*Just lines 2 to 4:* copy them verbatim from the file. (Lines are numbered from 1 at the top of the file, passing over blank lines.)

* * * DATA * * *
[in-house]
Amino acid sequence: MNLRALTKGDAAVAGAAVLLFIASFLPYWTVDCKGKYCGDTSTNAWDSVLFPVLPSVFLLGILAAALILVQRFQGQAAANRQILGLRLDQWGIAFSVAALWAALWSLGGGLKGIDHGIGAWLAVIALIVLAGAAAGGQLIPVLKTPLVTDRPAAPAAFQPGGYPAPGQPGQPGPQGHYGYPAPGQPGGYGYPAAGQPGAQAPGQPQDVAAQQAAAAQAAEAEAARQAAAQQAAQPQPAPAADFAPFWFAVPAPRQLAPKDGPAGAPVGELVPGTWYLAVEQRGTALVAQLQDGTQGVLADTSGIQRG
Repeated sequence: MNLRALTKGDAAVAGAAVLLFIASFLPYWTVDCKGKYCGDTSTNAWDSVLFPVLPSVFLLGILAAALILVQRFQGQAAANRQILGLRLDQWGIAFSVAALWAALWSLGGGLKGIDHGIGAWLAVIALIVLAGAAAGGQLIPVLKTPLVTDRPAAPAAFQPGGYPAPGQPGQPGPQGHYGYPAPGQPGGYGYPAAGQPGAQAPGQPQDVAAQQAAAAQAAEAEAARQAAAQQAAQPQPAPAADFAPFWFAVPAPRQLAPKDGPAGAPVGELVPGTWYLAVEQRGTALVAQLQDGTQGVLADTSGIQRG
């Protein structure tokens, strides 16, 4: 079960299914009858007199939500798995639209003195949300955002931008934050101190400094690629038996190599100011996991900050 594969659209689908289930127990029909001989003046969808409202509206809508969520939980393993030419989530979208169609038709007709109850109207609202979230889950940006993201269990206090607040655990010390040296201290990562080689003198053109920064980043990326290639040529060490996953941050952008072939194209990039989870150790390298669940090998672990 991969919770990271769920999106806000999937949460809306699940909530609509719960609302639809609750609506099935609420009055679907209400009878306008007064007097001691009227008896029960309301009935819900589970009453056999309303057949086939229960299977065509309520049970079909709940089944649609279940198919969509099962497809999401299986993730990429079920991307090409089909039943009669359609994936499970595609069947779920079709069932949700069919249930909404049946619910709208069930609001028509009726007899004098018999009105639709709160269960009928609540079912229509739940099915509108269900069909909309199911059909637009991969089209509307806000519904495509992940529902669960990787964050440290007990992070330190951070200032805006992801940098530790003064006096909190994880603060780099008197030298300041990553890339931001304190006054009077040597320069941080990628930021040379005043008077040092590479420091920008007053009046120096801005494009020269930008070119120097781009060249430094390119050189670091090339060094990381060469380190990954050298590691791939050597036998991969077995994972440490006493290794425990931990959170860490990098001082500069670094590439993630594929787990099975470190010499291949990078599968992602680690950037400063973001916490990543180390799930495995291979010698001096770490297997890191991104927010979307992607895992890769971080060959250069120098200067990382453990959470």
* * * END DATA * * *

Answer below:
Amino acid sequence: MNLRALTKGDAAVAGAAVLLFIASFLPYWTVDCKGKYCGDTSTNAWDSVLFPVLPSVFLLGILAAALILVQRFQGQAAANRQILGLRLDQWGIAFSVAALWAALWSLGGGLKGIDHGIGAWLAVIALIVLAGAAAGGQLIPVLKTPLVTDRPAAPAAFQPGGYPAPGQPGQPGPQGHYGYPAPGQPGGYGYPAAGQPGAQAPGQPQDVAAQQAAAAQAAEAEAARQAAAQQAAQPQPAPAADFAPFWFAVPAPRQLAPKDGPAGAPVGELVPGTWYLAVEQRGTALVAQLQDGTQGVLADTSGIQRG
Repeated sequence: MNLRALTKGDAAVAGAAVLLFIASFLPYWTVDCKGKYCGDTSTNAWDSVLFPVLPSVFLLGILAAALILVQRFQGQAAANRQILGLRLDQWGIAFSVAALWAALWSLGGGLKGIDHGIGAWLAVIALIVLAGAAAGGQLIPVLKTPLVTDRPAAPAAFQPGGYPAPGQPGQPGPQGHYGYPAPGQPGGYGYPAAGQPGAQAPGQPQDVAAQQAAAAQAAEAEAARQAAAQQAAQPQPAPAADFAPFWFAVPAPRQLAPKDGPAGAPVGELVPGTWYLAVEQRGTALVAQLQDGTQGVLADTSGIQRG
């Protein structure tokens, strides 16, 4: 079960299914009858007199939500798995639209003195949300955002931008934050101190400094690629038996190599100011996991900050 594969659209689908289930127990029909001989003046969808409202509206809508969520939980393993030419989530979208169609038709007709109850109207609202979230889950940006993201269990206090607040655990010390040296201290990562080689003198053109920064980043990326290639040529060490996953941050952008072939194209990039989870150790390298669940090998672990 991969919770990271769920999106806000999937949460809306699940909530609509719960609302639809609750609506099935609420009055679907209400009878306008007064007097001691009227008896029960309301009935819900589970009453056999309303057949086939229960299977065509309520049970079909709940089944649609279940198919969509099962497809999401299986993730990429079920991307090409089909039943009669359609994936499970595609069947779920079709069932949700069919249930909404049946619910709208069930609001028509009726007899004098018999009105639709709160269960009928609540079912229509739940099915509108269900069909909309199911059909637009991969089209509307806000519904495509992940529902669960990787964050440290007990992070330190951070200032805006992801940098530790003064006096909190994880603060780099008197030298300041990553890339931001304190006054009077040597320069941080990628930021040379005043008077040092590479420091920008007053009046120096801005494009020269930008070119120097781009060249430094390119050189670091090339060094990381060469380190990954050298590691791939050597036998991969077995994972440490006493290794425990931990959170860490990098001082500069670094590439993630594929787990099975470190010499291949990078599968992602680690950037400063973001916490990543180390799930495995291979010698001096770490297997890191991104927010979307992607895992890769971080060959250069120098200067990382453990959470």